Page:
September 2016
Volume 57, Issue 12
Open Access
ARVO Annual Meeting Abstract  |   September 2016
Outcomes of Diabetic Tractional Retinal Detachments in Patients with Chronic Kidney Disease
Author Affiliations & Notes
  • Lekha Mukkamala
    Ophthalmology, Institute of Ophthalmology and Visual Science, Jersey City, New Jersey, United States
  • Neelakshi Bhagat
    Ophthalmology, Institute of Ophthalmology and Visual Science, Jersey City, New Jersey, United States
  • Marco A Zarbin
    Ophthalmology, Institute of Ophthalmology and Visual Science, Jersey City, New Jersey, United States
  • Footnotes
    Commercial Relationships   Lekha Mukkamala, None; Neelakshi Bhagat, None; Marco Zarbin, Calhoun (C), Genentech (C), Helios KK (C), Imagen Biotech (C), Novartis (C), Pfizer (C), Roche (C)
  • Footnotes
    Support  None
Investigative Ophthalmology & Visual Science September 2016, Vol.57, 6359. doi:
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    • Get Citation

      Lekha Mukkamala, Neelakshi Bhagat, Marco A Zarbin; Outcomes of Diabetic Tractional Retinal Detachments in Patients with Chronic Kidney Disease. Invest. Ophthalmol. Vis. Sci. 2016;57(12):6359.

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      © ARVO (1962-2015); The Authors (2016-present)

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Abstract

Purpose : Tractional retinal detachments (TRD) are a late complication of diabetic retinopathy (DR). We describe characteristics and outcomes of diabetic patients with stage III chronic kidney disease (CKD) who had TRD repair.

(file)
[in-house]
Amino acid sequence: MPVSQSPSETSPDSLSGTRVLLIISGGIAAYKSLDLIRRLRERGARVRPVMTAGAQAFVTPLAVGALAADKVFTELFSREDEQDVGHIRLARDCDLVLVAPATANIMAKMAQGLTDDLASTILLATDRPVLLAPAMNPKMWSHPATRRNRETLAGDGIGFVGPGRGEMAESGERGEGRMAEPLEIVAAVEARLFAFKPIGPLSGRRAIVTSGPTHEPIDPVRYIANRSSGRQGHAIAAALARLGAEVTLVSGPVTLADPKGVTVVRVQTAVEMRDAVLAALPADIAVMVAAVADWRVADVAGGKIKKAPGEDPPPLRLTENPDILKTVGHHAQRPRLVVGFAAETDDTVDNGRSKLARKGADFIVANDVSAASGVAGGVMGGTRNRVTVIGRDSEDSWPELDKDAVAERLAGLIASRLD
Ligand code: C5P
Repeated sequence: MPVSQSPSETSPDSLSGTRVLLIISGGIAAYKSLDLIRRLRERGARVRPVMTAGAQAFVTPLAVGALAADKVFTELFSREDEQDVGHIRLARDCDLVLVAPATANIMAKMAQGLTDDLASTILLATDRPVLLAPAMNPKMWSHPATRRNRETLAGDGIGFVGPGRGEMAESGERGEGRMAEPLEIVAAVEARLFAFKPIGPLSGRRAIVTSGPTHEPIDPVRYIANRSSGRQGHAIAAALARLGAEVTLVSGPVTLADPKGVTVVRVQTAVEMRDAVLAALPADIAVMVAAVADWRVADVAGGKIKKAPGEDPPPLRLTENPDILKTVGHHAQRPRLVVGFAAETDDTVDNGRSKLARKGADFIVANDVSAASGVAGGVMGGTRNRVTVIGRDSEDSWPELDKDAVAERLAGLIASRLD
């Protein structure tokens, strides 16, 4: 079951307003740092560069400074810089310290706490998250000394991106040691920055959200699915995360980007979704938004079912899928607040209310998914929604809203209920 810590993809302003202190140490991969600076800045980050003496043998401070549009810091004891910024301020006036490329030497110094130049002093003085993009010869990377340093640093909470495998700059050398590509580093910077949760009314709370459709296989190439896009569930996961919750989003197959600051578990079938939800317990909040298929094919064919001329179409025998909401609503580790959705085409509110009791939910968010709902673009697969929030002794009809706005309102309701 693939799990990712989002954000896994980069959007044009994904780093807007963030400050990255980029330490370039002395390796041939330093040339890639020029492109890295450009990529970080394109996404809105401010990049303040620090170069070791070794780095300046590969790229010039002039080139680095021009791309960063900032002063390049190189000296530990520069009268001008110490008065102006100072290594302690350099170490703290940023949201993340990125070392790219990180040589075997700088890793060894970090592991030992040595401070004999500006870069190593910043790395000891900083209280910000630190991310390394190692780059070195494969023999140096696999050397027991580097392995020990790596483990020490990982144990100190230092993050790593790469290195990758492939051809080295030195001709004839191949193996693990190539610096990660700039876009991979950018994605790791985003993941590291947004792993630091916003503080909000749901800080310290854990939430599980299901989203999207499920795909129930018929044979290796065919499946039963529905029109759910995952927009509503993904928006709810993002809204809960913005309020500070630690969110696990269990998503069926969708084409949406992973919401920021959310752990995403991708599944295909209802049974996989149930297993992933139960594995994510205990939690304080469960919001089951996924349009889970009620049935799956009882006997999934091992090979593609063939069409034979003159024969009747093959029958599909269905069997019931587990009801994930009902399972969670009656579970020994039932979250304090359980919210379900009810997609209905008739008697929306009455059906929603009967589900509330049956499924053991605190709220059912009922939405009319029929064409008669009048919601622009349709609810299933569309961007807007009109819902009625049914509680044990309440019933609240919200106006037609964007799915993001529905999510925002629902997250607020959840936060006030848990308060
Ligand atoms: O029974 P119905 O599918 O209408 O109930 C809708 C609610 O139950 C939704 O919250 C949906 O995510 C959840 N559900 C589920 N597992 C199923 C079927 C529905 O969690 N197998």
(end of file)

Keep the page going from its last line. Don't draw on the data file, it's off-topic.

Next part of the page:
Methods : A retrospective review of patients who had surgery for TRD from Jan 2013 to April 2015 by one surgeon was conducted. Exclusion criteria: patients with renal function better than stage III CKD, defined as creatinine (Cr) >1.0 and glomerular filtration rate (GFR)<60, and follow up <6 months. Demographics, pre-operative Cr, GFR, visual acuity (VA) in Snellen and LogMAR, type of surgery, and post-operative vision, retinal status, and complications were recorded.

Results : A total of 58 patients underwent 70 surgeries for TRD repair, of which 35 (60%, 41 eyes) had at least CKD stage III. 17 patients (15 males, 2 females; mean age 54.7 years) with 21 eyes fulfilled all inclusion criteria. 13 were on insulin at the time of surgery. Mean Cr was 3.6 (SD 1.8) with GFR of 25.5 (SD 15.2). 5 of 17 patients (3 of the 4 patients that had both eyes in the cohort) were on dialysis.
Table 1 shows mean LogMAR vision prior to surgery. 18 of 21 eyes were phakic; 62% had received prior pan retinal photocoagulation. The detachment involved the macula in 11 eyes and 12 had combined rhegmatogenous–tractional RD; 16 eyes had vitreous hemorrhage (VH). All patients underwent pars plana vitrectomy (PPV), membrane peel and endolaser; 15 received intraocular tamponade (8 with silicone oil, 4 with SF6, 3 with C3F8). Mean follow up time was 12 months. At 1 month after surgery, mean VA was CF (Table 1) and all patients achieved anatomical success; 2 had mild VH and 1 had epiretinal membrane. At month 6, average VA was CF (Table 1); 4 eyes (24%) were NLP due to severe ischemia. At 1 year (n=11) mean VA was CF, and 1 more patient became NLP due to neovascular glaucoma. 2 patients required repeat PPV (1 for VH and 1 for recurrent TRD) and achieved anatomic success. Additional surgeries were oil removal (n=2) and cataract extraction (6 of 18 phakic eyes), both at a mean of 7 months after TRD repair.

Conclusions : Patients undergoing TRD repair with stage III or worse CKD have guarded visual prognosis; 24% (5/21) of eyes became NLP despite 95% anatomic success with one surgery (overall, 100% anatomic success). Only 1 eye needed a 2nd surgery for recurrent RD.

This is an abstract that was submitted for the 2016 ARVO Annual Meeting, held in Seattle, Wash., May 1-5, 2016.

 

Table 1. Pre- and post-operative vision

Table 1. Pre- and post-operative vision

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